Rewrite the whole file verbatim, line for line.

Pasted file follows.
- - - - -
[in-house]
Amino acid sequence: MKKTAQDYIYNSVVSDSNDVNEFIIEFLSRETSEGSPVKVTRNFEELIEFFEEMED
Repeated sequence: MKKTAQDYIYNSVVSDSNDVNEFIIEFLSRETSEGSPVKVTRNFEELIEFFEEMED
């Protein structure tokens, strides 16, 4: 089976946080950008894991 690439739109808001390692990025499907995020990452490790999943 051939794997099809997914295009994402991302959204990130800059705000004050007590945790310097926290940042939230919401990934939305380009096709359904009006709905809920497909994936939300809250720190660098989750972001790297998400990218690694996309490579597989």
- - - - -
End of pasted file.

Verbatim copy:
[in-house]
Amino acid sequence: MKKTAQDYIYNSVVSDSNDVNEFIIEFLSRETSEGSPVKVTRNFEELIEFFEEMED
Repeated sequence: MKKTAQDYIYNSVVSDSNDVNEFIIEFLSRETSEGSPVKVTRNFEELIEFFEEMED
């Protein structure tokens, strides 16, 4: 089976946080950008894991 690439739109808001390692990025499907995020990452490790999943 051939794997099809997914295009994402991302959204990130800059705000004050007590945790310097926290940042939230919401990934939305380009096709359904009006709905809920497909994936939300809250720190660098989750972001790297998400990218690694996309490579597989």